Pastor Mulama offered this advice:
    1.  discover, define and accept responsibility for what we’re doing wrong or failing to do that is right (giving 2 Kings 7:9 as an example)
    2.  seek the change within ourselves that is necessary (Rom. 12:2)
    3.  define the plan that is needed in order to change what we can in our exterior situation
    4.  work the plan

I started by suggesting what true “development goals” are.  It is a “shalom” of health and well-being.  Development becomes possible when we allow God to step in and straighten out our relationships: with him and the spiritual world, with the physical world around us, with others and society.  We care for God's creation and become productive stewards of our particular corner of the world.  This responsible production allows to take good care of our families and share generously and graciously with others.  We nurture and extend community life. In healthy community, God adds to our knowledge, intelligence and personal gifts from the stores of other people.  We reflect God's image more clearly and we regain the purpose He had for us from the beginning.

I told participants how literacy lets us hear God's Word in his scriptures.  Our hearing the word is an important part of His transforming work in us.  But being able to read also opens a door to the accumulated knowledge and experience of hundreds of generations of people from all around the world.  The knowledge and experience available from the Lusekele agricultural development center are part of God's enabling gifts.  High-yielding, disease resistant varieties of cassava - a mainstay of the diet.  High-yielding varieties of protein-rich peanuts and cowpeas.  High-yielding varieties of oil palms.  Much improved crop-management techniques.  New vegetables for combating malnutrition.  Improved processing techniques.  Mastered and incorporated into everyday life, this is the kind of knowledge that can transform traditional agriculture and reduce poverty and protect the long-term health of our environment.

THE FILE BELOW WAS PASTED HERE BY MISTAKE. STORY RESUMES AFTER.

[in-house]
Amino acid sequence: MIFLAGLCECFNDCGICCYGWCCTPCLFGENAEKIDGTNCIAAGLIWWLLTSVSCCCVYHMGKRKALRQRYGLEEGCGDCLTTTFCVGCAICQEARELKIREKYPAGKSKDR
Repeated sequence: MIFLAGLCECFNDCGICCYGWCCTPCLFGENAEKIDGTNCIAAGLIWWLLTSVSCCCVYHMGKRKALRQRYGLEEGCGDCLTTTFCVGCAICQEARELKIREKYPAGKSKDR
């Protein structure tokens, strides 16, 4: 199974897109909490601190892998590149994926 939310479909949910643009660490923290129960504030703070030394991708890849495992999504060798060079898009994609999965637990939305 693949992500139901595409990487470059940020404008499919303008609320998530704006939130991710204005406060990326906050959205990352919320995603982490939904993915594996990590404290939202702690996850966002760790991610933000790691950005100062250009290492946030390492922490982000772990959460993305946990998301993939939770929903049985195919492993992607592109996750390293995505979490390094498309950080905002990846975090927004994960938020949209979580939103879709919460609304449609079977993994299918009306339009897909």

I spent the rest of my time describing a technique for doubling or tripling corn yields while reducing the work and the land needed, and saving precious forest.**  The idea comes from Central America.  Corn is associated with a soil-restoring legume called velvetbean.  A farm family can cultivate corn every year on the same plot and actually improve yields over time, all the while improving their farmland.

In the scriptures God constantly reminds us that he has made provisions for our lives.  These allow us to live sufficiently, to care for those close to us, to be gracious to others, and to care for his creation on which we depend for life.  But He also calls us to be full partners in this endeavor of living abundantly (even if simply.)  The Holy Spirit illuminates God's word, making it living direction for us personally and for our world.  Meditation on God's word aids the process of apprehending and understanding.  A willing spirit that asks God to change us first opens the door.  And obedience to God's direction leads to action that actually touches the world around us.

It was refreshing to see God's people wrestling with the word, trying to figure out how to share Good News for their neighbors.


* The Ligue is the Ligue pour la Lecture de la Bible (the Bible Reading League.)  It is the Francophone equivalent of Scripture Union.  Chapters encourage people to encounter God through Bible reading, regular study together and prayer.

** See Roland Bunch, Two Ears of Corn, World Neighbors